I you already own a Lesco Spreader then go to your local lesco store and ask to order a gutter attachment kit, it is used to keep the fertilizer and materials from spreading out to far when you are doing the areas between the sidewalk and the street. That should do the trick, last year we used 2 lesco spreaders with the lesco melt product and had no problem,Just My two cents

n y snow pros

Senior Member
Gotta agree with the Lawnguy as we use a 5 gallon pail and grain scoop otherwise we waste so much in the beds along the sides of the walks


Senior Member
Lesco DOES make a deflector, but it only helps on the right side. The salt will still flig to the left at a normal pace. Also the new Lesco's use a 5:1 gear ratio which is an even faster impeller speed than the old ones: great for lawns, not so great for sidewalk salting.

Because we don't want to ruin our good spreaders, we use 4 cheap ($50) plastic (Ortho?) ones. They don't spread wide, hold 1 bag of salt, are really light and they do the trick for us.

Also,Agri-Fab makes a 125lb. spreader with an adjustable shield that limits spread width to 4'. $219.00 (


In all honesty, I am concerned about hauling my good spreader around. I must have a spreader for the apartment complexes I'm doing because they have a lot of sidewalks. I spent too much on my Lesco to try to alter it to suit my needs.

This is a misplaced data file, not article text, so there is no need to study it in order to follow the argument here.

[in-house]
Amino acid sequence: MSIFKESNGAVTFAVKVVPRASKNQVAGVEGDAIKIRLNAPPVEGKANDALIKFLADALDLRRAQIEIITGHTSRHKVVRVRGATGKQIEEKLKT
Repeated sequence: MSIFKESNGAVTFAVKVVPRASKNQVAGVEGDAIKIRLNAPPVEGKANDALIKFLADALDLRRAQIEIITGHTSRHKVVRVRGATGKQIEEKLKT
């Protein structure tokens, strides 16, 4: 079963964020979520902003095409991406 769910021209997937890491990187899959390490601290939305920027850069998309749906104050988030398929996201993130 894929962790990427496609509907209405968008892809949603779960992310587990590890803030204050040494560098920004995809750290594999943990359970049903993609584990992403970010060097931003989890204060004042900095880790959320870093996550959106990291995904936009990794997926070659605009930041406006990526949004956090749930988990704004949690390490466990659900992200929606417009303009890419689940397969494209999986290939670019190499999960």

The disadvantages are it won't do the job properly since it casts material too far, too big for most jobs etc, etc. My Lesco rep tried to tell me the deflector would work properly for icemelt applications. Of course, that made no sense to me after I though about it, since I have used the deflector when fertilizing and it definitely spreads way too wide to try to use on a 3-4 foot wide walk.

At least only two foot of grass would have an icemelt app. I should be able to throw away 25%-33% of my material and not look back, right? Not at 8-10 bucks per bag! I'll bet he would love it if I ran Lesco Melt through it like that. I could buy any spreader on the market for the cost of what I would save in wasted material.

No offense to you guys, but it is pretty sad that the latest, greatest method we have to apply icemelt to a walk is a grain scoop and bucket. Maybe Chuck and I will collaborate since he has a design/prototype already. :)

The design of the Lesco, as is, ain't gonna cut it for ice melt. The deflector, unlike others is only on one side. Any method that raises my material costs by 25% or more is unacceptable.

I guess I just have to think more on this one to come up with a solution. I am going to pick up my spreader since I'm so curious about this one. Maybe I can make a deflector that doesn't require me to alter the spreader. I'm thinking a deflector opposite the stock deflector might tighten that pattern up to where it needs to be for my use. I'll see. There has to be a simple solution.

snow Veteran
Why don't you look into a drop spreader? I know e-poke makes one for walks, i saw it in their brochure. There would be no waste because it's not throwing anything, it's just dropping it. You can adjust the gates on them and could probably add extensions so you could fit 2-3 bags (maybe) of material in one load. Just my $.02